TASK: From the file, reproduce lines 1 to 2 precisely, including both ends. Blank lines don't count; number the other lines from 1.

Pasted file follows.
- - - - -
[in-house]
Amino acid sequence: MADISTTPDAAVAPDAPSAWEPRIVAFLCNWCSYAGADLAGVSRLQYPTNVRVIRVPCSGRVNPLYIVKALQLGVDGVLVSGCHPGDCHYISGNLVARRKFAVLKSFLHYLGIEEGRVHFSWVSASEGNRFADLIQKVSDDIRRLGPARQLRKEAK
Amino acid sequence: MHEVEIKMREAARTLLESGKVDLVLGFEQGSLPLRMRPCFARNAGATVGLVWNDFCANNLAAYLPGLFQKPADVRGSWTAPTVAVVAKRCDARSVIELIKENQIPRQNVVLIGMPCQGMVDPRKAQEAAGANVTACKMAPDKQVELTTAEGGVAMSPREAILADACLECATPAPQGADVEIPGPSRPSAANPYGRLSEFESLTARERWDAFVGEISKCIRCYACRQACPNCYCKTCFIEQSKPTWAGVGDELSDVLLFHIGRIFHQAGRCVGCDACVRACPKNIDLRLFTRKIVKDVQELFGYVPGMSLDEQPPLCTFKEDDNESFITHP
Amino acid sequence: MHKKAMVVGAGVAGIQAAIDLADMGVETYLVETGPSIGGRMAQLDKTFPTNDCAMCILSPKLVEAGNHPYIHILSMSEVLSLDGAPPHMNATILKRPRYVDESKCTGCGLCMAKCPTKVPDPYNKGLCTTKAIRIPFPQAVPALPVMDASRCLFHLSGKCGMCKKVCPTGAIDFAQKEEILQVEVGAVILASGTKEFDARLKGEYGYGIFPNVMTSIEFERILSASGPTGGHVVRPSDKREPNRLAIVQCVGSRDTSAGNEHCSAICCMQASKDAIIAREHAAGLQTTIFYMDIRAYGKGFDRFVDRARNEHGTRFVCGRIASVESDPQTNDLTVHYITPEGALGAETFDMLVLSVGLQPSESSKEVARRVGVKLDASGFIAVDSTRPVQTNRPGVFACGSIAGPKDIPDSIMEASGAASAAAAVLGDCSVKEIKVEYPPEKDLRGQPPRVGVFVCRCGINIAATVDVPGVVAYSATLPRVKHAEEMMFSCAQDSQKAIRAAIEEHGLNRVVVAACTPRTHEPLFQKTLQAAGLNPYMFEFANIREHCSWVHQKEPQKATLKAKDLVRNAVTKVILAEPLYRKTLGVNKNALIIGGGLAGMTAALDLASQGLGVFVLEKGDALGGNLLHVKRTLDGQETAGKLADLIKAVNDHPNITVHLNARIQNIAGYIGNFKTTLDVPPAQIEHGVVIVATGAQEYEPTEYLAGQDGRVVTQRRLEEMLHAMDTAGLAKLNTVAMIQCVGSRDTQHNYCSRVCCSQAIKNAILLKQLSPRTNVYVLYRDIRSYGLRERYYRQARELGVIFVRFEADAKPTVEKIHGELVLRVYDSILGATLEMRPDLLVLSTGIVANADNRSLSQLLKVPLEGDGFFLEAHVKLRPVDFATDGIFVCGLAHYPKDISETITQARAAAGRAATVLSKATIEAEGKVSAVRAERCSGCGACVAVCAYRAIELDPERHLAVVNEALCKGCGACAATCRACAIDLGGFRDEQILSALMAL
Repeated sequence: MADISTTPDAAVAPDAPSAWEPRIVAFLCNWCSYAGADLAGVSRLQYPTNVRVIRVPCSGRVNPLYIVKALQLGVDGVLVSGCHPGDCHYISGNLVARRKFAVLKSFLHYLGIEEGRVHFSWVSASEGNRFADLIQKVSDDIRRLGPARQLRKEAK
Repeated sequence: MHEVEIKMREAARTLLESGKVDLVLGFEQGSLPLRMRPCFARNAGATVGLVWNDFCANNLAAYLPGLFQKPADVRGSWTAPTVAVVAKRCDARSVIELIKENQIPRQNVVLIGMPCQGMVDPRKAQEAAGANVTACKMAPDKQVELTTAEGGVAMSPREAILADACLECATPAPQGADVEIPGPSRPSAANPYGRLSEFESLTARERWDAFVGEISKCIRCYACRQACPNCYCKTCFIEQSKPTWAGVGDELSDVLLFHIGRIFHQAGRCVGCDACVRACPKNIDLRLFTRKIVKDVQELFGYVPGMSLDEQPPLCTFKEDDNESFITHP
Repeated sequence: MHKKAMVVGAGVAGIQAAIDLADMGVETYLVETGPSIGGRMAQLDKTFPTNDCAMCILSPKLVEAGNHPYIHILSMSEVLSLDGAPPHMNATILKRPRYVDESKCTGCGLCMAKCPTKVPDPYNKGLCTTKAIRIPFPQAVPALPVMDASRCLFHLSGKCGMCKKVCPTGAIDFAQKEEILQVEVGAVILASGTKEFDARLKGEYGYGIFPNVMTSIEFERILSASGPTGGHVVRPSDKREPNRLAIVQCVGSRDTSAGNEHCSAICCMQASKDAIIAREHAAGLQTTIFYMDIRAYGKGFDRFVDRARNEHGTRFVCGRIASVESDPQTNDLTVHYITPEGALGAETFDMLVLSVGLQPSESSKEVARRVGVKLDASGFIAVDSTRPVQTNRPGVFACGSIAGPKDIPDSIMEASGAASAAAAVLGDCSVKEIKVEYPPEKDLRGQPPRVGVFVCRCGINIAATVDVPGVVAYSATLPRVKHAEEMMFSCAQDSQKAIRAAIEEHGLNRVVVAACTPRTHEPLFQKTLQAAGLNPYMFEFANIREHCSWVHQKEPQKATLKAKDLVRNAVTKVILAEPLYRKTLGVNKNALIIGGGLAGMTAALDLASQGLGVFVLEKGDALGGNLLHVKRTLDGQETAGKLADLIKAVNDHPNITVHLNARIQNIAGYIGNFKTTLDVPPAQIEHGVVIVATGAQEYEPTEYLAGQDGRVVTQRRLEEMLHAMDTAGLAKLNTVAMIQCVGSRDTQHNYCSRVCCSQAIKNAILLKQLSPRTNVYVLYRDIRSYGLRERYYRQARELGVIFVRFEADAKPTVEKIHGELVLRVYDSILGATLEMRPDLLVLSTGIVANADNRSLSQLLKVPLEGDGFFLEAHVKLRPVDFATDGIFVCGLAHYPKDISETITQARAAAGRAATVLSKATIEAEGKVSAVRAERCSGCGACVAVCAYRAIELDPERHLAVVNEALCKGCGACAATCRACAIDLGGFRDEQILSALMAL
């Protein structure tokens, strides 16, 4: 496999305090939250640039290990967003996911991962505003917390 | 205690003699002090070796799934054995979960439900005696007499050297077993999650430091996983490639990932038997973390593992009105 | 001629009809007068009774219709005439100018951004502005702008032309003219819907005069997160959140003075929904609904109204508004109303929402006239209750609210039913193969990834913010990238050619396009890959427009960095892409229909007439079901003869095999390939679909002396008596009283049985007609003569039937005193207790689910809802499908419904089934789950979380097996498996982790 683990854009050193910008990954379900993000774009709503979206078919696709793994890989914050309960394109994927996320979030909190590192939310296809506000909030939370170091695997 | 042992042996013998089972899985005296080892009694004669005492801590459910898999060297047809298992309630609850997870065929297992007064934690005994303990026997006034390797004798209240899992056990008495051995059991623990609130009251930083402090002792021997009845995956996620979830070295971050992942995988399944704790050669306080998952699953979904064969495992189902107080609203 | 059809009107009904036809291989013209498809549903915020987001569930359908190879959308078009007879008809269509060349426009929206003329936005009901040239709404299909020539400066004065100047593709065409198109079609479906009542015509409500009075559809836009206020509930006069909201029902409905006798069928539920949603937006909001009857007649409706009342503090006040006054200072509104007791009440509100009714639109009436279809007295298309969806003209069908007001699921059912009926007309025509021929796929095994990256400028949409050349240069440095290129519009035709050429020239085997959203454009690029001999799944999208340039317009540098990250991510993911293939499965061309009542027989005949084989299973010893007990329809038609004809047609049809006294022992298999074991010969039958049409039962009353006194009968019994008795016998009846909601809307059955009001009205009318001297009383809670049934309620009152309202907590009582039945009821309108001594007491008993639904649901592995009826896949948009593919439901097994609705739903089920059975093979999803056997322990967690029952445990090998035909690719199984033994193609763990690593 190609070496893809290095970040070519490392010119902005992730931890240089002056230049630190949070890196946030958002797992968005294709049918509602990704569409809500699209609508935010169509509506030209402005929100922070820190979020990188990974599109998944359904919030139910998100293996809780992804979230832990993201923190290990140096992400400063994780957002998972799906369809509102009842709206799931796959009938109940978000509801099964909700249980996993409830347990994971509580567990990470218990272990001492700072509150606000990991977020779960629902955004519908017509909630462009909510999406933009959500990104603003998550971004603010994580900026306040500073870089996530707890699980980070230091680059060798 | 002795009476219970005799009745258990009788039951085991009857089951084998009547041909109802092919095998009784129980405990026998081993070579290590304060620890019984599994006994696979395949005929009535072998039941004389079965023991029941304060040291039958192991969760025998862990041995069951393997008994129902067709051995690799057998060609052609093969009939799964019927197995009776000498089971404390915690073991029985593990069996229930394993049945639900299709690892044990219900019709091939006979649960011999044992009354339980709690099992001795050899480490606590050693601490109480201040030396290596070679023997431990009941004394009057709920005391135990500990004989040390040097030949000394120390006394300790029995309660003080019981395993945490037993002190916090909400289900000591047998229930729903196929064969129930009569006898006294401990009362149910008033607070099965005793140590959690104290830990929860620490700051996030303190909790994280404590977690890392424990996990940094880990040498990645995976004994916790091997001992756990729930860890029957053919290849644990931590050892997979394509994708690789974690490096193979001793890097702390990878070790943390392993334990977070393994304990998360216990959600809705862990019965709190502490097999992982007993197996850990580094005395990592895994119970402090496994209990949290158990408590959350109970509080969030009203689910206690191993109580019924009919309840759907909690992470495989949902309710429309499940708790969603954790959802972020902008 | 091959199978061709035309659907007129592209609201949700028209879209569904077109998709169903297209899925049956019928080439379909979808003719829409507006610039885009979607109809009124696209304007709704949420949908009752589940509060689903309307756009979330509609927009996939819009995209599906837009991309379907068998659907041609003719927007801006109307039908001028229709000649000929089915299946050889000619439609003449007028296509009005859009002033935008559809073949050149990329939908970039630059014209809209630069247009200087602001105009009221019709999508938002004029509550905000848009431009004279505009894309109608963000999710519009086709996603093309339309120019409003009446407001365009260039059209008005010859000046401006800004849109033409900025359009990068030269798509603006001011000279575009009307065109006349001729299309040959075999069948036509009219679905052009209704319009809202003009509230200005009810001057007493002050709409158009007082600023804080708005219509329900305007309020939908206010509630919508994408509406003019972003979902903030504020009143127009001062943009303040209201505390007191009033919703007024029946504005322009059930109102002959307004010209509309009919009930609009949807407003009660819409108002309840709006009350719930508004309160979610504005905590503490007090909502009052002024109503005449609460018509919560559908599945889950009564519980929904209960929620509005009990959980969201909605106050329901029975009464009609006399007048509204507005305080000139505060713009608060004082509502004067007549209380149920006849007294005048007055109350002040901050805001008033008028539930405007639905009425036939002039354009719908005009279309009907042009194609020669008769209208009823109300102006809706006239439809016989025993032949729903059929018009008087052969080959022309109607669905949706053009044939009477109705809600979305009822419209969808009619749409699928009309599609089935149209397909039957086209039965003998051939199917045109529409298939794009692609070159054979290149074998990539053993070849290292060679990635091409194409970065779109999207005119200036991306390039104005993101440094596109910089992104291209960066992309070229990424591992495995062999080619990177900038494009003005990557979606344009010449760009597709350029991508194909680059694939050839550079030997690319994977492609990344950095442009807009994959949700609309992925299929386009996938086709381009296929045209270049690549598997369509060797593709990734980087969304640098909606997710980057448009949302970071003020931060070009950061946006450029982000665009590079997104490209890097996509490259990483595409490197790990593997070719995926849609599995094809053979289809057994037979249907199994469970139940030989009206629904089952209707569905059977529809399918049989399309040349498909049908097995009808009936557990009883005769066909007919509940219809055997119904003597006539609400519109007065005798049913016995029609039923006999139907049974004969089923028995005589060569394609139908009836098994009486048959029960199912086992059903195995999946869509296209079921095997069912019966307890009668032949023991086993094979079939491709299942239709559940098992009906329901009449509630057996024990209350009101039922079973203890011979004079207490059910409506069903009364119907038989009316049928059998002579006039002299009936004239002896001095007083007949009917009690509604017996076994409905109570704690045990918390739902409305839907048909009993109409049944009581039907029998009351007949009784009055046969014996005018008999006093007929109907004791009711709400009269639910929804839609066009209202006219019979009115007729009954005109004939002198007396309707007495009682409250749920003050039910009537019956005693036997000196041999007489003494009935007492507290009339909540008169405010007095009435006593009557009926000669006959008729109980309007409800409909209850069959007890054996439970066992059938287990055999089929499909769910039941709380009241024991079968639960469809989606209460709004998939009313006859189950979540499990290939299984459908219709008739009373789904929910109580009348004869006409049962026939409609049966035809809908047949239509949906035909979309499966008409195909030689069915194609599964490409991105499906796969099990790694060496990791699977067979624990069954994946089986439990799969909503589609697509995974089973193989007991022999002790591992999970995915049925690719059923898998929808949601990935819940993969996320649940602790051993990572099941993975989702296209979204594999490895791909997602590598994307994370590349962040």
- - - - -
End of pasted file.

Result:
[in-house]
Amino acid sequence: MADISTTPDAAVAPDAPSAWEPRIVAFLCNWCSYAGADLAGVSRLQYPTNVRVIRVPCSGRVNPLYIVKALQLGVDGVLVSGCHPGDCHYISGNLVARRKFAVLKSFLHYLGIEEGRVHFSWVSASEGNRFADLIQKVSDDIRRLGPARQLRKEAK